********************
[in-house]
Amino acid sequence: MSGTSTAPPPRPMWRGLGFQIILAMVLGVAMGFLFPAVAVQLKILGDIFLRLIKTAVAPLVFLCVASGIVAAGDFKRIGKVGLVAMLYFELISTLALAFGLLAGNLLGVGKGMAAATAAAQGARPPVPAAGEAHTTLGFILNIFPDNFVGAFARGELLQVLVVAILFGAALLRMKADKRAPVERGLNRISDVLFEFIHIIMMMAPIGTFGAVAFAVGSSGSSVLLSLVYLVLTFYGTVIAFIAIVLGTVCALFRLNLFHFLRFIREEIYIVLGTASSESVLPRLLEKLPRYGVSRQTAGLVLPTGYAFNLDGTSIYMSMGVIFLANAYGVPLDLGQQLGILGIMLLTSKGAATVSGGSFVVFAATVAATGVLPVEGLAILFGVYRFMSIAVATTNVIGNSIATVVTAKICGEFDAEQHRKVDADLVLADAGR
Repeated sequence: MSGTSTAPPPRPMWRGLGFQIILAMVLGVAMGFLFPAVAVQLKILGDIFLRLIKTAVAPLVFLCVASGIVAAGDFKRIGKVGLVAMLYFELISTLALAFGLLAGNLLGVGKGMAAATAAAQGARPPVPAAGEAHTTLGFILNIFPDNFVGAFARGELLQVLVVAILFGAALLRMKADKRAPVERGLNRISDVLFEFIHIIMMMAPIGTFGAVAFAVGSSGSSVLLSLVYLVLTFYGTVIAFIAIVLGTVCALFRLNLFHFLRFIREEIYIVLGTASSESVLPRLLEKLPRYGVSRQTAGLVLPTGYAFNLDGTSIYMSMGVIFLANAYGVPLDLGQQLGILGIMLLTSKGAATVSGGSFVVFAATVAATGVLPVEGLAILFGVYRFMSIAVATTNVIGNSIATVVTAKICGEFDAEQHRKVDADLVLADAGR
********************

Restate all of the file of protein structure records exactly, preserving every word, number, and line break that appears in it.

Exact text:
[in-house]
Amino acid sequence: MSGTSTAPPPRPMWRGLGFQIILAMVLGVAMGFLFPAVAVQLKILGDIFLRLIKTAVAPLVFLCVASGIVAAGDFKRIGKVGLVAMLYFELISTLALAFGLLAGNLLGVGKGMAAATAAAQGARPPVPAAGEAHTTLGFILNIFPDNFVGAFARGELLQVLVVAILFGAALLRMKADKRAPVERGLNRISDVLFEFIHIIMMMAPIGTFGAVAFAVGSSGSSVLLSLVYLVLTFYGTVIAFIAIVLGTVCALFRLNLFHFLRFIREEIYIVLGTASSESVLPRLLEKLPRYGVSRQTAGLVLPTGYAFNLDGTSIYMSMGVIFLANAYGVPLDLGQQLGILGIMLLTSKGAATVSGGSFVVFAATVAATGVLPVEGLAILFGVYRFMSIAVATTNVIGNSIATVVTAKICGEFDAEQHRKVDADLVLADAGR
Repeated sequence: MSGTSTAPPPRPMWRGLGFQIILAMVLGVAMGFLFPAVAVQLKILGDIFLRLIKTAVAPLVFLCVASGIVAAGDFKRIGKVGLVAMLYFELISTLALAFGLLAGNLLGVGKGMAAATAAAQGARPPVPAAGEAHTTLGFILNIFPDNFVGAFARGELLQVLVVAILFGAALLRMKADKRAPVERGLNRISDVLFEFIHIIMMMAPIGTFGAVAFAVGSSGSSVLLSLVYLVLTFYGTVIAFIAIVLGTVCALFRLNLFHFLRFIREEIYIVLGTASSESVLPRLLEKLPRYGVSRQTAGLVLPTGYAFNLDGTSIYMSMGVIFLANAYGVPLDLGQQLGILGIMLLTSKGAATVSGGSFVVFAATVAATGVLPVEGLAILFGVYRFMSIAVATTNVIGNSIATVVTAKICGEFDAEQHRKVDADLVLADAGR